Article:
Cablegate on African broadband: 2008 (Senegal, South Africa, Uganda)
Quite a few WikiLeaks cables deal with the behind-the-scenes of African broadband affairs. Using CablegateSearch.net we have listed the “juiciest” cables (if African broadband can be described as such), below. Many of the cables are extremely telling of what goes on behind closed doors and how the U.S. viewed African telecoms prospects from at least 2006-2009.
Next up are three cables from 2008. The main themes are greater competition in Senegal’s mobile market, broadband in South Africa ahead of World Cup 2010, and Ugandan President Museveni’s views on ICT challenges:
- Summary: Sudatel, reportedly an independent, private firm, will begin operation as Senegal’s 3rd mobile operator in October 2008. Over the next fifteen years, the company will invest US $500 million. The arrival of Sudatel will increase competition, especially in the mobile market.
- U.S. viewpoint: Sudatel’s plan sounds ambitious. However, Senegal’s mobile market is rapidly expanding and Sonatel is losing its fixed-line monopoly. Effective ICT policies and decent infrastructure bode well for growth. 3G and Blackberry service are modernizing the telecommunications sector. The main concern is privacy, especially among customers of government-backed operators.
- Will create more than one thousand jobs.
- The number of mobile users is expected to increase by 1 million by 2011.
- Sudatel represents 60% of transactions on the Khartoum, Sudan stock market.
- 650,000 registered Internet accounts as of September 2007 (96% are Sonatel ADSL)
- Unfortunately, the US $200 million license fee paid by Sudatel was spent on a March 2008 OIC summit instead of on ICT infrastructure.
- Link: Sudatel Should Bring A New Dynamic To Senegal’s Ict Sector, July 2, 2008
- Summary: The SEACOM undersea fibre cable will be operational in advance of the 2010 World Cup. The South African government still needs to understand the cable’s ability to deliver sufficient bandwidth.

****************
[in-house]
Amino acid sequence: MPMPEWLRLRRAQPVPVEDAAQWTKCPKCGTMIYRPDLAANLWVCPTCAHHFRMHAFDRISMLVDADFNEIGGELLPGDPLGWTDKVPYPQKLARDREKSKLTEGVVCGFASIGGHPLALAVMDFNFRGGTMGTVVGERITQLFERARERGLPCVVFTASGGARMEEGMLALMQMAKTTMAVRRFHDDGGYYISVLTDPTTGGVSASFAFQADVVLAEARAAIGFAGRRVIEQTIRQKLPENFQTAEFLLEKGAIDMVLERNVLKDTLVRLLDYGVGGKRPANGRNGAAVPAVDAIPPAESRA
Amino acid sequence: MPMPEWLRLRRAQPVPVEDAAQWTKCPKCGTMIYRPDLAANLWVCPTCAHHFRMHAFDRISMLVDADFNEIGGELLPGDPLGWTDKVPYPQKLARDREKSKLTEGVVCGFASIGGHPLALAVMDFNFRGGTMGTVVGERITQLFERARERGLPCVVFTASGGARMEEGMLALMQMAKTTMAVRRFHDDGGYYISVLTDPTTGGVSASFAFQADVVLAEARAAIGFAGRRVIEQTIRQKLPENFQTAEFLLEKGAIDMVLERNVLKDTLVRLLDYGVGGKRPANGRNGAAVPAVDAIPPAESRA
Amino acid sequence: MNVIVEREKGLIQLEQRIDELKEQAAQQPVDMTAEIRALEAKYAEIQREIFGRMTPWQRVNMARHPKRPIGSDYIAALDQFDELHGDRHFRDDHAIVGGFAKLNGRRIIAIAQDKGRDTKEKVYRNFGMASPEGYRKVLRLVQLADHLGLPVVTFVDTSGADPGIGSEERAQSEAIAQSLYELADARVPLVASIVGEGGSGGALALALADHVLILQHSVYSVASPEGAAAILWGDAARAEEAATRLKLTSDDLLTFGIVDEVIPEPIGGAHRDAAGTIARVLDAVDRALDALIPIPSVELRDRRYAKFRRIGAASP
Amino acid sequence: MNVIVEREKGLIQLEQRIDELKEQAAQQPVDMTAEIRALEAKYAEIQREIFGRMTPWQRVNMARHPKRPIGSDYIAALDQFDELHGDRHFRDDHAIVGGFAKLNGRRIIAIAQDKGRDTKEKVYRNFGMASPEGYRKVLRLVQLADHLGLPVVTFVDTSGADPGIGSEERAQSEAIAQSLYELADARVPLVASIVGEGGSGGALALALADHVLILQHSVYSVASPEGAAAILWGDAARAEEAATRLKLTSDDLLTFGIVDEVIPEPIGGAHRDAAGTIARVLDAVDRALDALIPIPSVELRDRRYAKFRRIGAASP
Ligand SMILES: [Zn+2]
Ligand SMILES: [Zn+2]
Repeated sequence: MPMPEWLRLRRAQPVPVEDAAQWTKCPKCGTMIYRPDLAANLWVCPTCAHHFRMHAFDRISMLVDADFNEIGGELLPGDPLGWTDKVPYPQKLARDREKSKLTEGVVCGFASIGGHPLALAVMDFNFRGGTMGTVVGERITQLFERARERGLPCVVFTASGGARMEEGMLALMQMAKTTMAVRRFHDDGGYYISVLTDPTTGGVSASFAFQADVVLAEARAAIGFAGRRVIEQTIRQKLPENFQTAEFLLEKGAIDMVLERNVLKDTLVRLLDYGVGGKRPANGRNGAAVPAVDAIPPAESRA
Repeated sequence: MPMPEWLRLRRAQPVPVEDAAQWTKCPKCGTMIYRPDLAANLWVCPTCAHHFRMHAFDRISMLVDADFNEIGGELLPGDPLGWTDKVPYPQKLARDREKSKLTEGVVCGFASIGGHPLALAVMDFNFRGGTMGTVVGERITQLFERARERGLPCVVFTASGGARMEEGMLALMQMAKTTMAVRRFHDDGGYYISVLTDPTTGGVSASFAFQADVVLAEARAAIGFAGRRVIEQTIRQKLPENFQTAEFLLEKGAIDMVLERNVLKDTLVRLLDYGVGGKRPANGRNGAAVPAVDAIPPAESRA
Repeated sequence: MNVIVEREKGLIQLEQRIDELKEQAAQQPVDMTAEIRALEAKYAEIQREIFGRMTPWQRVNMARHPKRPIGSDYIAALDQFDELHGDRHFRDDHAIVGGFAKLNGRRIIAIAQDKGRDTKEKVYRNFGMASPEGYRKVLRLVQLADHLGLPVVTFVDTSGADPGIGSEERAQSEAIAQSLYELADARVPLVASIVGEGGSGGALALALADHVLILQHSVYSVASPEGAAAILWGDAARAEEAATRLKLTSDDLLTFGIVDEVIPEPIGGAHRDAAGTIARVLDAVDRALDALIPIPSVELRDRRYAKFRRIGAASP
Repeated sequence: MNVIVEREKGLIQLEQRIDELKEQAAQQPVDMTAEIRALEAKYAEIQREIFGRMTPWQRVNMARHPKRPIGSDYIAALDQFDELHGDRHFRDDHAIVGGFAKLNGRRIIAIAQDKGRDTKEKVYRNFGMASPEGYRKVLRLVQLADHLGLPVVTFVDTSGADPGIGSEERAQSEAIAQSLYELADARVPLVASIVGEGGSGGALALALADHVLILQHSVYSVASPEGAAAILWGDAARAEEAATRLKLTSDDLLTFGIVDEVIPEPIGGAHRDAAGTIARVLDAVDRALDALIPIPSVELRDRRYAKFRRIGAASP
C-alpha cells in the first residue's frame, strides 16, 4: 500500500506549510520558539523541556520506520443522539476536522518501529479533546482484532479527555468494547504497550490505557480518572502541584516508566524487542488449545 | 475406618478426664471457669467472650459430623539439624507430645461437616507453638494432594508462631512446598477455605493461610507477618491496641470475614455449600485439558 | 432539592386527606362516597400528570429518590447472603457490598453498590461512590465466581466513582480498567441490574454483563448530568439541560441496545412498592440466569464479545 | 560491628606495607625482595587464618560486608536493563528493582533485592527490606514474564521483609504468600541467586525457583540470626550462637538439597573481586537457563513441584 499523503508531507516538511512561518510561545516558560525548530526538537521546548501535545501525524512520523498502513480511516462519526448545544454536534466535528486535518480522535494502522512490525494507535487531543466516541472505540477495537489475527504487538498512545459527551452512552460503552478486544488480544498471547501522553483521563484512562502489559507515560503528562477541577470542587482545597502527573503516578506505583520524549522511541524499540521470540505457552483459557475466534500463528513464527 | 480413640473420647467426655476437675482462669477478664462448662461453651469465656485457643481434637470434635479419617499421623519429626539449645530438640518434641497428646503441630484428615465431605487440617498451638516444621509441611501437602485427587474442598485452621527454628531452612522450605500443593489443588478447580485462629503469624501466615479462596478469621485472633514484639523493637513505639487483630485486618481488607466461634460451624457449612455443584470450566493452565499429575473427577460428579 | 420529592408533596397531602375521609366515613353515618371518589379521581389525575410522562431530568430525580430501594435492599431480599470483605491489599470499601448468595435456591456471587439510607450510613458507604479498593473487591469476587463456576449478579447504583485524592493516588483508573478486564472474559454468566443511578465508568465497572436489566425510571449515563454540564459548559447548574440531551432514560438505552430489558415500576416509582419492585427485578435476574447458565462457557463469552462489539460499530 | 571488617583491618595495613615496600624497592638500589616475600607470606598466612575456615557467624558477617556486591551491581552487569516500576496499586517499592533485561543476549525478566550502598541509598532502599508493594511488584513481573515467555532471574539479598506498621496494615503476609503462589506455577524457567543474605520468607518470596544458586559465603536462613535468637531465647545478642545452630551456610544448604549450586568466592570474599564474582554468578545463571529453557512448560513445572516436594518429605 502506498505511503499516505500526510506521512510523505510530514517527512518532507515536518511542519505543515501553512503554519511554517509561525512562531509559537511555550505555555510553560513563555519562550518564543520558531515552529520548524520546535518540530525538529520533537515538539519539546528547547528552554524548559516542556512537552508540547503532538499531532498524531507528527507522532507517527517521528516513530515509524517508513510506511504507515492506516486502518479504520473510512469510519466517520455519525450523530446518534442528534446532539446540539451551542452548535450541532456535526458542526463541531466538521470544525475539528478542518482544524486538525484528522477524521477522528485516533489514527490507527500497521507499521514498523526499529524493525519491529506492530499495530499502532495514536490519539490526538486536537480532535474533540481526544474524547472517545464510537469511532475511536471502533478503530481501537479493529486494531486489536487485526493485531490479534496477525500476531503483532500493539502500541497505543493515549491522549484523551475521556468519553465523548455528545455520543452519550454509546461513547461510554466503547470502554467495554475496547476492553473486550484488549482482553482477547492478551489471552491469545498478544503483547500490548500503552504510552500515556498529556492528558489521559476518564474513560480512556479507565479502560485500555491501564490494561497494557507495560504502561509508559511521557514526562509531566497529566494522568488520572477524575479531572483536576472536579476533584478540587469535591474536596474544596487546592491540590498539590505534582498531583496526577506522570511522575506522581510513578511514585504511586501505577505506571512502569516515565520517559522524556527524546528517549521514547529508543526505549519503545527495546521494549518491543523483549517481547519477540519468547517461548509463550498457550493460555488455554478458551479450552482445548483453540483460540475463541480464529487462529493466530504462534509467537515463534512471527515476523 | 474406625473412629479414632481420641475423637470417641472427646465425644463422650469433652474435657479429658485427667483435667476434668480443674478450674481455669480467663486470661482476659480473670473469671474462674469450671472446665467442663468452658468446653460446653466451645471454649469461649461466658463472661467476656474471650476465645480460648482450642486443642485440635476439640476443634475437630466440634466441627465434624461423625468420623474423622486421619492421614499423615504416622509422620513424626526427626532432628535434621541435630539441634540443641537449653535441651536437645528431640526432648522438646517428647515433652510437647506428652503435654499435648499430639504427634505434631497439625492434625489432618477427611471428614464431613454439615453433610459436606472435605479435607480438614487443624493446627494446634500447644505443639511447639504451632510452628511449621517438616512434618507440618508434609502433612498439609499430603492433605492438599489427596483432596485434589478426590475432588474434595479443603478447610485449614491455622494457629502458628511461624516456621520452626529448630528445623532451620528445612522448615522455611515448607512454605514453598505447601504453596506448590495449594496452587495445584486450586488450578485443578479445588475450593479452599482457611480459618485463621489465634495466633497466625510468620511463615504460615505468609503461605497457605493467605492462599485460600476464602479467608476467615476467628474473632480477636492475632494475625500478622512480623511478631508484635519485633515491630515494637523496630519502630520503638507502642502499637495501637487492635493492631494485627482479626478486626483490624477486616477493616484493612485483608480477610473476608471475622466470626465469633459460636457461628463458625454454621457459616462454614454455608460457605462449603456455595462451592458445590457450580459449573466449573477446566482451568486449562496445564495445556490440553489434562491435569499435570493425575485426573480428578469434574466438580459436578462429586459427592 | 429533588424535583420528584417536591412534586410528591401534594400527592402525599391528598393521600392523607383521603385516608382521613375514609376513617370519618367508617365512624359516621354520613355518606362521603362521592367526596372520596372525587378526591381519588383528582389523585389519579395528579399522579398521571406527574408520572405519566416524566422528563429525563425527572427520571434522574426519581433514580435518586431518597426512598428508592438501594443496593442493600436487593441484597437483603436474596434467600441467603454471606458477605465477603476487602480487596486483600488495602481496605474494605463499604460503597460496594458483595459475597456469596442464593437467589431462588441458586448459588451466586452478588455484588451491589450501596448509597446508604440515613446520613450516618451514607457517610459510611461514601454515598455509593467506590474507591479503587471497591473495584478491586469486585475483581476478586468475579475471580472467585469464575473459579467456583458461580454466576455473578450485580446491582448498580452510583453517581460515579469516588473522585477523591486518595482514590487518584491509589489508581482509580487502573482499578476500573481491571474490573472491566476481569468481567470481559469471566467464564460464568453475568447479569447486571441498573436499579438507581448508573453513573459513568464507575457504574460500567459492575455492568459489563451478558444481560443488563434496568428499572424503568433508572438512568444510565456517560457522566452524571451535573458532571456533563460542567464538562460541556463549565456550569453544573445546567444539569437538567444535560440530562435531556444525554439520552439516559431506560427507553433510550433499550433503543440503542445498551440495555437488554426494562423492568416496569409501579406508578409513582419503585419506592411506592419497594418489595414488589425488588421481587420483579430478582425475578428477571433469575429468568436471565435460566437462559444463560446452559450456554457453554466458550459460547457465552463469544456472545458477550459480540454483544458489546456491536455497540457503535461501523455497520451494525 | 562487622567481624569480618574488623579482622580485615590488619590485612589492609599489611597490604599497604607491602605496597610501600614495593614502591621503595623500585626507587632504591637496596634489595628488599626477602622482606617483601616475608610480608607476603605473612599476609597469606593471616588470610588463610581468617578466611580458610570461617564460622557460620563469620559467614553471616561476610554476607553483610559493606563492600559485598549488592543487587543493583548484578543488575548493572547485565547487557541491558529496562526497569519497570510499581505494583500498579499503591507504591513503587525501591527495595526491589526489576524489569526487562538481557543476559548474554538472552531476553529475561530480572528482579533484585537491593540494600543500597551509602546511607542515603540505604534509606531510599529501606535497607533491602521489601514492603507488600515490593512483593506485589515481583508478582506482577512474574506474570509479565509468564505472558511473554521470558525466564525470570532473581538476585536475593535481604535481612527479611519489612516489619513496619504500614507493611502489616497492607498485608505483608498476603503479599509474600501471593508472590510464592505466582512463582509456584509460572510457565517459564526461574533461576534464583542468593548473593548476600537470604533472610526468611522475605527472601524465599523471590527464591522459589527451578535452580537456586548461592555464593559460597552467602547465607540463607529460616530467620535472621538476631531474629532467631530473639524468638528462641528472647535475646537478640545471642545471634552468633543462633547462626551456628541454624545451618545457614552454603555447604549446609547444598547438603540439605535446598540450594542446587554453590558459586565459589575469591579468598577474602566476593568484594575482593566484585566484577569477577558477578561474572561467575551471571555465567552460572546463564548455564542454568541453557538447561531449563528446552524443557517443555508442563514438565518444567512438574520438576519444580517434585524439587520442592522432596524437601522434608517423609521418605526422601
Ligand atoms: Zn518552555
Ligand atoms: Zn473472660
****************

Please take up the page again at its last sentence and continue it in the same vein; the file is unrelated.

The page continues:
- U.S. viewpoint: SEACOM is a close ally of the United States and the 2010 cable will mark the beginning of U.S. ICT standards in Africa. The company has sought the help of the U.S. Embassy to promote their new cable. Additionally, SEACOM will provide low-cost bandwidth for USAID projects. And, there is potential need for U.S. businesses to install land-based infrastructure.
- SEACOM needs better marketing to consumers. Most publicity has been on finance and management, but not academic initiatives.
- Link: SEACOM Only Undersea Fiber-optic Cable Project Slated To Be Online In Advance Of 2010 Fifa World Cup, June 12, 2008
- Summary: President Museveni recently criticized the East African Community IT infrastructure, urging political leaders to solve the problem.
- U.S. viewpoint: Museveni’s proposed solutions to East African infrastructure problems are shortsighted. “Museveni’s public jibing at his two ministers present at the meeting might suggest that he expects action, but his continued tolerance of the incompetent and corrupt Public Works Minister belies his words.”
- Museveni decried how Asian economies are taking off but African ones have been relatively stagnant for 40 years. He does not blame bad governance for Africa’s woes.
- Energy remains a challenge, with Uganda only having 400 MW capacity and needing 48 MW additional per year to keep up with demand.
- Museveni acknowledged the need for broadband, and in turn, data processing centers.
- Link: Ugandan President Decries Eac’s Infrastucture Needs, April 29, 2008
Tentative Post Schedule:
9/8/11: (2009) Kenya, Zambia, Ethiopia
9/9/11: South Africa, Nigeria, Tanzania
9/10/11: Tunisia, Kenya, South Africa
9/12/11: (2008) Senegal, South Africa, Uganda
9/14/11: (2007) Ethiopia, Rwanda, Kenya
9/19/11: Ghana, Kenya, Ethiopia, Kenya